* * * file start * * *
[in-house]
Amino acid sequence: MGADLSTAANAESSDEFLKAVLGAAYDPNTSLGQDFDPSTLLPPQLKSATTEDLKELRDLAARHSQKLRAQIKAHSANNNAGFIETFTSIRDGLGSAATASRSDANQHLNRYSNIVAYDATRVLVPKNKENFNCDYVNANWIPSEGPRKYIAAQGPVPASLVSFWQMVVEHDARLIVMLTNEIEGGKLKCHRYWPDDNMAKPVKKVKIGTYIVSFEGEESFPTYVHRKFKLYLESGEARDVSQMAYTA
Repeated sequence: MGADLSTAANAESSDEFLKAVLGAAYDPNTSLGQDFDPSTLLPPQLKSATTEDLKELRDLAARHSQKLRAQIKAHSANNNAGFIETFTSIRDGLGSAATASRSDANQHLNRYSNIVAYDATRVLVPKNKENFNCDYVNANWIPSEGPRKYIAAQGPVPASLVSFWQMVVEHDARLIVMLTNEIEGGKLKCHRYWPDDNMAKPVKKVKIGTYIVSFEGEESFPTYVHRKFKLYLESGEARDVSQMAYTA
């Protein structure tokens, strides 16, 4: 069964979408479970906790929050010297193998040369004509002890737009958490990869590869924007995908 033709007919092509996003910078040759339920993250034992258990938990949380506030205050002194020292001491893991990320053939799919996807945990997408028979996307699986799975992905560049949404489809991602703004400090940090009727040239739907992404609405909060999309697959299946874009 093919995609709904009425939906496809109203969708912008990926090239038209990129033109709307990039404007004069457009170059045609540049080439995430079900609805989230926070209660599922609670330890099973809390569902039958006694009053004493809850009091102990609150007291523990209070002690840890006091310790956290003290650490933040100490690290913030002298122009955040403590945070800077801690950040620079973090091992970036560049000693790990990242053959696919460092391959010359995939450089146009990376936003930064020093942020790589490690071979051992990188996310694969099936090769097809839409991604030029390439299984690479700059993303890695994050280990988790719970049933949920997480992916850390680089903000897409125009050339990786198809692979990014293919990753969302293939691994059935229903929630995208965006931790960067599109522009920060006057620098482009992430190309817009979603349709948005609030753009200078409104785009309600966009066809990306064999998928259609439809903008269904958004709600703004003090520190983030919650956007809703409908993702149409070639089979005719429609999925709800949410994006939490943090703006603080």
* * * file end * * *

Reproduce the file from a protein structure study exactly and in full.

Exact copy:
[in-house]
Amino acid sequence: MGADLSTAANAESSDEFLKAVLGAAYDPNTSLGQDFDPSTLLPPQLKSATTEDLKELRDLAARHSQKLRAQIKAHSANNNAGFIETFTSIRDGLGSAATASRSDANQHLNRYSNIVAYDATRVLVPKNKENFNCDYVNANWIPSEGPRKYIAAQGPVPASLVSFWQMVVEHDARLIVMLTNEIEGGKLKCHRYWPDDNMAKPVKKVKIGTYIVSFEGEESFPTYVHRKFKLYLESGEARDVSQMAYTA
Repeated sequence: MGADLSTAANAESSDEFLKAVLGAAYDPNTSLGQDFDPSTLLPPQLKSATTEDLKELRDLAARHSQKLRAQIKAHSANNNAGFIETFTSIRDGLGSAATASRSDANQHLNRYSNIVAYDATRVLVPKNKENFNCDYVNANWIPSEGPRKYIAAQGPVPASLVSFWQMVVEHDARLIVMLTNEIEGGKLKCHRYWPDDNMAKPVKKVKIGTYIVSFEGEESFPTYVHRKFKLYLESGEARDVSQMAYTA
């Protein structure tokens, strides 16, 4: 069964979408479970906790929050010297193998040369004509002890737009958490990869590869924007995908 033709007919092509996003910078040759339920993250034992258990938990949380506030205050002194020292001491893991990320053939799919996807945990997408028979996307699986799975992905560049949404489809991602703004400090940090009727040239739907992404609405909060999309697959299946874009 093919995609709904009425939906496809109203969708912008990926090239038209990129033109709307990039404007004069457009170059045609540049080439995430079900609805989230926070209660599922609670330890099973809390569902039958006694009053004493809850009091102990609150007291523990209070002690840890006091310790956290003290650490933040100490690290913030002298122009955040403590945070800077801690950040620079973090091992970036560049000693790990990242053959696919460092391959010359995939450089146009990376936003930064020093942020790589490690071979051992990188996310694969099936090769097809839409991604030029390439299984690479700059993303890695994050280990988790719970049933949920997480992916850390680089903000897409125009050339990786198809692979990014293919990753969302293939691994059935229903929630995208965006931790960067599109522009920060006057620098482009992430190309817009979603349709948005609030753009200078409104785009309600966009066809990306064999998928259609439809903008269904958004709600703004003090520190983030919650956007809703409908993702149409070639089979005719429609999925709800949410994006939490943090703006603080």